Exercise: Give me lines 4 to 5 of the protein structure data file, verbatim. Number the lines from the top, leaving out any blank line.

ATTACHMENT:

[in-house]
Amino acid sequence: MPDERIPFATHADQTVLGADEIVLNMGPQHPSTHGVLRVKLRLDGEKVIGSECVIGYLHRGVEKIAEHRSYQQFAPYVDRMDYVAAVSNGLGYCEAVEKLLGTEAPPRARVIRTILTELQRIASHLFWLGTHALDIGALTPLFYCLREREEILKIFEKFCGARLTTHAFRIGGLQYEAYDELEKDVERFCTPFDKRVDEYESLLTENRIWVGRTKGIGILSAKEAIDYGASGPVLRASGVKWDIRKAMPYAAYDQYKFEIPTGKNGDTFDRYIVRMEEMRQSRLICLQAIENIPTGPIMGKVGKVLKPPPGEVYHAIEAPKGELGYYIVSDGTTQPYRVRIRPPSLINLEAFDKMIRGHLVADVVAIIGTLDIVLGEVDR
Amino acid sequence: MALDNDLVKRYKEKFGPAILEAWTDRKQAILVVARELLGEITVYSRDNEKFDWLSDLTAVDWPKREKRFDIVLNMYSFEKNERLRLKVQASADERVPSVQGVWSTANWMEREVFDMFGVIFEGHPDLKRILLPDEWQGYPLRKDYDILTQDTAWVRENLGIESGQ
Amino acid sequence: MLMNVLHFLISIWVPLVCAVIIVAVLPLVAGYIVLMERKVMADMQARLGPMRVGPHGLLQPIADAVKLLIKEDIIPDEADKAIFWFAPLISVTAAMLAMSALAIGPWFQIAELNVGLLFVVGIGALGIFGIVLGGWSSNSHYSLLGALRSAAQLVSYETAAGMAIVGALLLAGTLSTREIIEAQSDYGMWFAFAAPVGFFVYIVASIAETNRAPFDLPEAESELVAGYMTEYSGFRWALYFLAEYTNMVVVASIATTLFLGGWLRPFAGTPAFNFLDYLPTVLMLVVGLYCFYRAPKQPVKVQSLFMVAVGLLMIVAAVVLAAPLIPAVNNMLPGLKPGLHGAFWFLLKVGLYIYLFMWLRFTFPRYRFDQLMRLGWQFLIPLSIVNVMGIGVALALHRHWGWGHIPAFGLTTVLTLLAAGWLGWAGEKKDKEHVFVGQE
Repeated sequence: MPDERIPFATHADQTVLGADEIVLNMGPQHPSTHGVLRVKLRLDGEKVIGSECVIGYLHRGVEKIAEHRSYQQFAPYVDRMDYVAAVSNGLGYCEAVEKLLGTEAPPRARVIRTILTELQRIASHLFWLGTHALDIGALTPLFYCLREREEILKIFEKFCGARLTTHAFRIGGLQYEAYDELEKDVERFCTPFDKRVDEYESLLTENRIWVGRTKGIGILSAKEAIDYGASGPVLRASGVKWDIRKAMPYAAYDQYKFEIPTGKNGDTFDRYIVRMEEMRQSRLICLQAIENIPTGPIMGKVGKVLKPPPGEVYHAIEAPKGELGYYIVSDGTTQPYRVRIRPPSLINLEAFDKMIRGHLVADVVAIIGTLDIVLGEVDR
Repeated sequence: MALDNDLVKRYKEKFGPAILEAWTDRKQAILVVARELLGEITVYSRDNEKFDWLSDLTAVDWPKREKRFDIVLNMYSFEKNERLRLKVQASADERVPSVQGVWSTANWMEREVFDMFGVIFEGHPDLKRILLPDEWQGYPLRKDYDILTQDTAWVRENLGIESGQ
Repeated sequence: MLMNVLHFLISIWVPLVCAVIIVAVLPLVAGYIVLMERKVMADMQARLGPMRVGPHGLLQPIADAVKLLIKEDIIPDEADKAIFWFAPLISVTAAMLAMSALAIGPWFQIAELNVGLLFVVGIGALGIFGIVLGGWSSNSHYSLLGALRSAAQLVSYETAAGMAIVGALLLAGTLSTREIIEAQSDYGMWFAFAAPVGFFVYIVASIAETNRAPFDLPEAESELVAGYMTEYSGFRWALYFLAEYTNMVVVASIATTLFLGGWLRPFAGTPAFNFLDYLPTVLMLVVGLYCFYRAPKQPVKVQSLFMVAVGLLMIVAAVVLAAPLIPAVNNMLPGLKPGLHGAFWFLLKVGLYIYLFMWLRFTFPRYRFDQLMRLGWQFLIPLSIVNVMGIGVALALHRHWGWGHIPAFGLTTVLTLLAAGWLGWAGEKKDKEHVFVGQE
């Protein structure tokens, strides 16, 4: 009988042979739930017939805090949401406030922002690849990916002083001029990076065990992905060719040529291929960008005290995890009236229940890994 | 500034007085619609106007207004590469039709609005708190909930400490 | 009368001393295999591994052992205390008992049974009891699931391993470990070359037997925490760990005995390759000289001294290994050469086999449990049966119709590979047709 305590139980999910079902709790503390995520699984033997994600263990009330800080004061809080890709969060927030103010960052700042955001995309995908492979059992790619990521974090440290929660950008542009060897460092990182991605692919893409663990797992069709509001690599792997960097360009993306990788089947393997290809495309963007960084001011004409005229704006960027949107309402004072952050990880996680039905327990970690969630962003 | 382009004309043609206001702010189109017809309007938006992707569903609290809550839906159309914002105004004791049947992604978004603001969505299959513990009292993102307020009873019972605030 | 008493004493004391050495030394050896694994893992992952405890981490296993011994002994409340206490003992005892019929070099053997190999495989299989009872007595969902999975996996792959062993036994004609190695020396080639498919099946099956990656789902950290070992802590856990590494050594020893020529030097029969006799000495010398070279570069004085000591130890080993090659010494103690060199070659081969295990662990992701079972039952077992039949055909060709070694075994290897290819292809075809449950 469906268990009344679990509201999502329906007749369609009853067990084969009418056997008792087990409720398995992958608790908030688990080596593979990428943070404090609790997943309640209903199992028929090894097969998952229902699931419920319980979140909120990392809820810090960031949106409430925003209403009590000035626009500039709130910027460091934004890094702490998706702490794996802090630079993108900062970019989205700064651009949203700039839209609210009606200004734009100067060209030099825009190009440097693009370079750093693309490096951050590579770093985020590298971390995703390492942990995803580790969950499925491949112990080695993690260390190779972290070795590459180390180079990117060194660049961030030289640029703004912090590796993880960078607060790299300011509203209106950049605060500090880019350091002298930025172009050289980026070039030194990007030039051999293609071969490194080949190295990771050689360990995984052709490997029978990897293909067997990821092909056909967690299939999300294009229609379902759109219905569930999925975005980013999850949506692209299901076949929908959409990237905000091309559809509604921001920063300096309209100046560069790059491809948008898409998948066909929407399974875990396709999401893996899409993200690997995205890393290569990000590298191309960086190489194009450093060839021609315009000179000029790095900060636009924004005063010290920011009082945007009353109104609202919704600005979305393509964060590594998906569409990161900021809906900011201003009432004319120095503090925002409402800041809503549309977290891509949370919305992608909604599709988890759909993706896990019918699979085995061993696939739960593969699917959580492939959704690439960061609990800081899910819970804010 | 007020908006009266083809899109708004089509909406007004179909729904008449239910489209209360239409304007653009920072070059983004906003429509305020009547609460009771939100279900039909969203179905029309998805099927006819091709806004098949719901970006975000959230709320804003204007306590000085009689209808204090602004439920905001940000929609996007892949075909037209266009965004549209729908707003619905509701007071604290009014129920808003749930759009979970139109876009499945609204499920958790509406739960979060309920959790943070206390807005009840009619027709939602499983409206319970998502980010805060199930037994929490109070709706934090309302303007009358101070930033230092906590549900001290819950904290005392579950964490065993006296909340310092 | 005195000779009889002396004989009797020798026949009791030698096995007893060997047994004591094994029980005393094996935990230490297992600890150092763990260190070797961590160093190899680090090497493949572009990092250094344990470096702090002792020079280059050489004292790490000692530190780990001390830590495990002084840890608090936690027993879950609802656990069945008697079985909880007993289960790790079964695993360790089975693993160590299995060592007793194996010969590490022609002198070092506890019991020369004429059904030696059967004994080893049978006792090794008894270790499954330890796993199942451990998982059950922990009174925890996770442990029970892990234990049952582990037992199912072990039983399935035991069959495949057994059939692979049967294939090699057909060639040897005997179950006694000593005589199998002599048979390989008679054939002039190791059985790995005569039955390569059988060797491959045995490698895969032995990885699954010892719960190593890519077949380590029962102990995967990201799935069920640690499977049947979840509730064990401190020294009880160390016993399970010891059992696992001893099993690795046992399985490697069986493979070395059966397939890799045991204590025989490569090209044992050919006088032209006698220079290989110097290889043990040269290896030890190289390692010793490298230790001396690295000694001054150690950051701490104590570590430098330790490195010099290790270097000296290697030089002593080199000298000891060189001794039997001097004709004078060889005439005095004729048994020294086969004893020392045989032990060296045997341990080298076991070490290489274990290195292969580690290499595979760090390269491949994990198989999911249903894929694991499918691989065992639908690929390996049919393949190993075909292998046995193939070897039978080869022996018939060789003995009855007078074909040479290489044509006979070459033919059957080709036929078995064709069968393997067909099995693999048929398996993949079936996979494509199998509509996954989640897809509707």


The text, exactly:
Amino acid sequence: MLMNVLHFLISIWVPLVCAVIIVAVLPLVAGYIVLMERKVMADMQARLGPMRVGPHGLLQPIADAVKLLIKEDIIPDEADKAIFWFAPLISVTAAMLAMSALAIGPWFQIAELNVGLLFVVGIGALGIFGIVLGGWSSNSHYSLLGALRSAAQLVSYETAAGMAIVGALLLAGTLSTREIIEAQSDYGMWFAFAAPVGFFVYIVASIAETNRAPFDLPEAESELVAGYMTEYSGFRWALYFLAEYTNMVVVASIATTLFLGGWLRPFAGTPAFNFLDYLPTVLMLVVGLYCFYRAPKQPVKVQSLFMVAVGLLMIVAAVVLAAPLIPAVNNMLPGLKPGLHGAFWFLLKVGLYIYLFMWLRFTFPRYRFDQLMRLGWQFLIPLSIVNVMGIGVALALHRHWGWGHIPAFGLTTVLTLLAAGWLGWAGEKKDKEHVFVGQE
Repeated sequence: MPDERIPFATHADQTVLGADEIVLNMGPQHPSTHGVLRVKLRLDGEKVIGSECVIGYLHRGVEKIAEHRSYQQFAPYVDRMDYVAAVSNGLGYCEAVEKLLGTEAPPRARVIRTILTELQRIASHLFWLGTHALDIGALTPLFYCLREREEILKIFEKFCGARLTTHAFRIGGLQYEAYDELEKDVERFCTPFDKRVDEYESLLTENRIWVGRTKGIGILSAKEAIDYGASGPVLRASGVKWDIRKAMPYAAYDQYKFEIPTGKNGDTFDRYIVRMEEMRQSRLICLQAIENIPTGPIMGKVGKVLKPPPGEVYHAIEAPKGELGYYIVSDGTTQPYRVRIRPPSLINLEAFDKMIRGHLVADVVAIIGTLDIVLGEVDR